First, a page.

Fields-Carleton Distinguished Lecture

The Fields-Carleton Distinguished Lecture is annual lecture sponsored by the Fields Institute and Carleton University featuring international-renowned speakers with expertise in mathematics, statistics and theoretical computer science. Recent guest speakers include Uffe Haagerup (University of Copenhagen); Thomas C. Hales (University of Pittsburgh); Kenneth R. Davidson (University of Waterloo); Donald Dawson (Carleton University); V. Kumar Murty (University of Toronto); Philippe Flajolet (INRIA); Jerrold Marsden (California Institute of Technology); and, Donald Saari (University of California, Irvine).

Each guest speaker delivers a public lecture as well as a Research Lecture, which is more technical in nature.

Public Lecture

Bill Cook - photo.jpgDr. William J. Cook
University Professor, Combinatorics and Optimization
University of Waterloo

In Pursuit of the Salesman: Mathematics at the Limits of Computation

Thursday, April 6, 2017
5:45 p.m. Reception; 6:30 p.m. Lecture
Atrium, 2nd Floor, Richcraft Hall
Register here

The traveling salesman problem is easy to state: given a number of cities along with the cost of travel between each pair of them, find the cheapest way to visit them all and return to your starting point. Easy to state, but difficult to solve. It is a real possibility that there may never exist an efficient method that is guaranteed to solve every instance of the problem. This is a deep mathematical question: Is there an efficient solution method or not? The topic goes to the core of complexity theory concerning what computers can and cannot solve. In this talk, we discuss the history, applications, and computation of this fascinating problem.

About the speaker

William Cook is University Professor in Combinatorics and Optimization at the University of Waterloo, where he received his Ph.D. in 1983. Bill was elected a SIAM Fellow in 2009, an INFORMS Fellow in 2010, a member of the National Academy of Engineering in 2011 and an American Mathematics Society Fellow in 2012. He is the author of the popular book In Pursuit of the Traveling Salesman: Mathematics at the Limits of Computation. Bill is a former Editor-in-Chief of the journals Mathematical Programming (Series A and B) and Mathematical Programming Computation. He is the past chair and current vice-chair of the Mathematical Optimization Society and a past chair of the INFORMS Computing Society.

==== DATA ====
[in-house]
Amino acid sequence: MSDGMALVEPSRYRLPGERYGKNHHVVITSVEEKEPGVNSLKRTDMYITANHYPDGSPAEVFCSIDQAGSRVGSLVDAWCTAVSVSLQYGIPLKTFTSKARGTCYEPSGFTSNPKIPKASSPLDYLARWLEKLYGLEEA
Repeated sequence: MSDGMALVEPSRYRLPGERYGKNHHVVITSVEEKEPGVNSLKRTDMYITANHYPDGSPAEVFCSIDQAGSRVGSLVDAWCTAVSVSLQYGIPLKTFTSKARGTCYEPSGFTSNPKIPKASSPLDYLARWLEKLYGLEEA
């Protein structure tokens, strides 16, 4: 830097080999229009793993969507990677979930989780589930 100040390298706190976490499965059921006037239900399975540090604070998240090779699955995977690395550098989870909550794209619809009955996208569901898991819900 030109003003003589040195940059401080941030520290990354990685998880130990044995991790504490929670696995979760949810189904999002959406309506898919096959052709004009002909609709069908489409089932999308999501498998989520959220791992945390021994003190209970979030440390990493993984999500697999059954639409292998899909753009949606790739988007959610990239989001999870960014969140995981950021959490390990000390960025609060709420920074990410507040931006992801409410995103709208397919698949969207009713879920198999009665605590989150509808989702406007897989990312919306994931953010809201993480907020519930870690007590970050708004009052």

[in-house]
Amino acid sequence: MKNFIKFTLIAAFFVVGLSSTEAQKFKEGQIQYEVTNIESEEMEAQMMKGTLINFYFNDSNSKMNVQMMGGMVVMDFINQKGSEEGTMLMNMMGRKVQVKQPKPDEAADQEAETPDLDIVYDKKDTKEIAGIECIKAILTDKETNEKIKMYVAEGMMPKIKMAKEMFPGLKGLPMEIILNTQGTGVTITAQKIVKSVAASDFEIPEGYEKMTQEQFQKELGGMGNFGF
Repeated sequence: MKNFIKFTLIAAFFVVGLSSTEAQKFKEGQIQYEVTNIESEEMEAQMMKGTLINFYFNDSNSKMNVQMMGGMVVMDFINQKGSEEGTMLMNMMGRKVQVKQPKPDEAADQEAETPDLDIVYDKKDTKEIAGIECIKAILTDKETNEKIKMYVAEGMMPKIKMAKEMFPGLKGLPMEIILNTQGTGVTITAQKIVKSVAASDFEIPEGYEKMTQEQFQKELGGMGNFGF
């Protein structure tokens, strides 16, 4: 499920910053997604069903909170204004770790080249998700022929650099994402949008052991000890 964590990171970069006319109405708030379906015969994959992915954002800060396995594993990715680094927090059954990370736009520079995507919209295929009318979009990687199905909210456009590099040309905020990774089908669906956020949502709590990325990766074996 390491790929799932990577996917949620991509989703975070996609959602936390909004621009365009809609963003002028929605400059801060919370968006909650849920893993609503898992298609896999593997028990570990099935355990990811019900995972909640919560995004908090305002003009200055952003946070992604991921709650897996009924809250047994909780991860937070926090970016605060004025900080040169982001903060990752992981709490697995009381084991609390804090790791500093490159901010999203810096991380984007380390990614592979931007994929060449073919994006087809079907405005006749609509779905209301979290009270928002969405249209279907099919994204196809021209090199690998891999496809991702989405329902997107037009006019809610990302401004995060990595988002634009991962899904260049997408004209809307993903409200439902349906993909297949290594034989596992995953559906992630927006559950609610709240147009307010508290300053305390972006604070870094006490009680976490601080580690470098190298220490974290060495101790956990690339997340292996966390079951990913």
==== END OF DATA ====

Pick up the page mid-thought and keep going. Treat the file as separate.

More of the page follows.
Research Lecture

The traveling salesman problem with road distances

Friday, April 7, 2017
1:30 p.m.
MacPhail Room, 4351 Herzberg Laboratories

Following Dantzig, Fulkerson, and Johnson, we show that a certain tour of 49,603 sites in the US is the shortest possible, measuring distance with point-to-point routes obtained from Google Maps. We highlight aspects of algorithms, combinatorics, and optimization that make the computation possible, including a cost-refinement technique to generate lower bounds on the tour length. The talk is based on joint work with Daniel Espinoza, Marcos Goycoolea, and Keld Helsgaun.